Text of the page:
Tuesday, May 2, 2017

Dysfunctions Continued

In the prior post, I address 2 elements that separate "oh my gosh, they so need to break up!" dysfunctional relationships from workable dysfunctional relationships in manga and light novels (in a later post on Votaries, I'll address how #3 below works with Agatha Christie).

When the dysfunctional relationship works . . .

1. The narrator is likable, even if supposedly passive.
2. The narrator is self-aware

3. The couple's problems are less soap opera and more everyday reality.

One of the most enjoyable aspects of The Guilty is that it revolves around a publishing firm. The problems are so basic and local, they ground the entire series in reality. Yes, okay, Hodaka is the typical overly rich, overly aloof, overly everything romantic hero (think Darcy taken to the nth degree). But the issues--you owe me another book, the mail service lost the manuscript, I work with more writers than just you, etc.--are entirely commonplace and relatable.

Cold Fever is pure soap opera but has such a fascinating premise that I wanted to enjoy it: Toru suffers amnesia and becomes one type of person; he then loses his amnesia and reverts to the person he was before: memory as personality. Will the relationship survive?

Amnesia stories of this type have no scientific merit (see post on Votaries) although the connection between memory and personality does. Nonetheless, I find them utterly fascinating artistically anyway since they usually revolve around determining the "self"--What makes us us?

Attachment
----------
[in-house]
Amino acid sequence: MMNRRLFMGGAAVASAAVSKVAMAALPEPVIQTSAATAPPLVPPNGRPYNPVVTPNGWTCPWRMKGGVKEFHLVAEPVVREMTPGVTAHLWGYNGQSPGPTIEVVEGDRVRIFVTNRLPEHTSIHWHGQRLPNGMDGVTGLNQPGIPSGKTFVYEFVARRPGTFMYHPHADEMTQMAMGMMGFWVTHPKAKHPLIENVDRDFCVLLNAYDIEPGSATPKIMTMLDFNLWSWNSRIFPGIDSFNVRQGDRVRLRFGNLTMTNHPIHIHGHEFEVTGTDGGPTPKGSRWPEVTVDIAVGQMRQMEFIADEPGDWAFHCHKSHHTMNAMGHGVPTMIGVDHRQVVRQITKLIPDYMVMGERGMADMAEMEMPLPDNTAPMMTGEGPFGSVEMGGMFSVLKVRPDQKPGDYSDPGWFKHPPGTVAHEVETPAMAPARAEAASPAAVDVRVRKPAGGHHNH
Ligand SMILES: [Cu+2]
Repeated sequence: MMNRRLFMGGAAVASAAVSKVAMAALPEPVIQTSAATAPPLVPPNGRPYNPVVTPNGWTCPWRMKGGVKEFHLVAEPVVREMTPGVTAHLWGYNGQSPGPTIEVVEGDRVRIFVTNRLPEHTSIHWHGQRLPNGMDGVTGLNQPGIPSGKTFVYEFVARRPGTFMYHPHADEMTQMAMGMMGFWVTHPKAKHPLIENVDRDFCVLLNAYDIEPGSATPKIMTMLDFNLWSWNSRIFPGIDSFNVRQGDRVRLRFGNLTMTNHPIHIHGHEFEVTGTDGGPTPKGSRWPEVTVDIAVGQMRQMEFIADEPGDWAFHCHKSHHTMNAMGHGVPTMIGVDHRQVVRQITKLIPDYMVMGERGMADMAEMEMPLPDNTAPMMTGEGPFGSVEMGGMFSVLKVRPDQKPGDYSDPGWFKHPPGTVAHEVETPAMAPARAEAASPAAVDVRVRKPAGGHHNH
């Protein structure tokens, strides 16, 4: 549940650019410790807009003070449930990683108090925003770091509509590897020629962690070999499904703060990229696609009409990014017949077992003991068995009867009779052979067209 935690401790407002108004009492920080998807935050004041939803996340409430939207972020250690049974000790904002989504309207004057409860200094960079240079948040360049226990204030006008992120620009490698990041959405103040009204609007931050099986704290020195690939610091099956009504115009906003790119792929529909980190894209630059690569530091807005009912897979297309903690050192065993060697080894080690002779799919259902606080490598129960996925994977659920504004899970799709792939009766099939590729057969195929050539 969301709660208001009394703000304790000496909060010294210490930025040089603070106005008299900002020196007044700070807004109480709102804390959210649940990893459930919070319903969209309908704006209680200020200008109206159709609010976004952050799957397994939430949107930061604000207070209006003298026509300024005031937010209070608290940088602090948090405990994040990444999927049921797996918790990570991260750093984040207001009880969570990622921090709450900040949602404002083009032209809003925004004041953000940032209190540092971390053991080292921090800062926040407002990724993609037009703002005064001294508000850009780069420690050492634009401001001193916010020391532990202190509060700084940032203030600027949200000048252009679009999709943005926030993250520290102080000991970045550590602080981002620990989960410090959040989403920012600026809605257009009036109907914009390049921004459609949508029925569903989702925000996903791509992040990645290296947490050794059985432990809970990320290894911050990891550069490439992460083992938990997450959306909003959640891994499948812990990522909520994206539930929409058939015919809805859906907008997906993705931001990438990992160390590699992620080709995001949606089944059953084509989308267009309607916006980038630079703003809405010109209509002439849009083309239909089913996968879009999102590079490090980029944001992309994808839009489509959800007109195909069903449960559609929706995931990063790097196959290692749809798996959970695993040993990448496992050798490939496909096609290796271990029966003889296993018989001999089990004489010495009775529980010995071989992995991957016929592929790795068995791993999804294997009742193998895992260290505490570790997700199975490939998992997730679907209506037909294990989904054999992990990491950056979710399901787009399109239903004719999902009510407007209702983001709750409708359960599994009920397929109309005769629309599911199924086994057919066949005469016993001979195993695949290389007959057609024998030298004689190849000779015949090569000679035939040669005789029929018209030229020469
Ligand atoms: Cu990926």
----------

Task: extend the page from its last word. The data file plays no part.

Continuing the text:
And the action of Cold Fever--Toru leaving one type of work for another--is entirely plausible.

Unfortunately, the soap opera revelations (I remember my horrible past now!) are way too charged to leave me feeling comfortable. The same holds true for Sweet Admiration by Yuuki Kosaka. I reached a Tess of the D'Urbervilles' rolling-of-the-eyes state of mind with Sweet Admiration and had to skim the end.

Oddly enough, the excellent series S by Saki Aida, provides various angsty motivations for many of its characters. However, they come across as less Tess and more Hamlet or MacBeth--less "it just keeps getting worse!" and more "tragic flaws to overcome."

The background angst in S also works thematically. The problem with pure soap opera is a mistake made by so many romance writers: that great love can be proved by GREAT, BIG, AWFUL PROBLEMS. Not so. Characters who overcome tragic pasts in order to deal with ordinary life are far more interesting romantically than characters who have to keep climbing that hill in order to prove how noble and worthy of love they are. The first possibility proves that the characters are strong and interesting; the second proves that some people don't know when to walk away.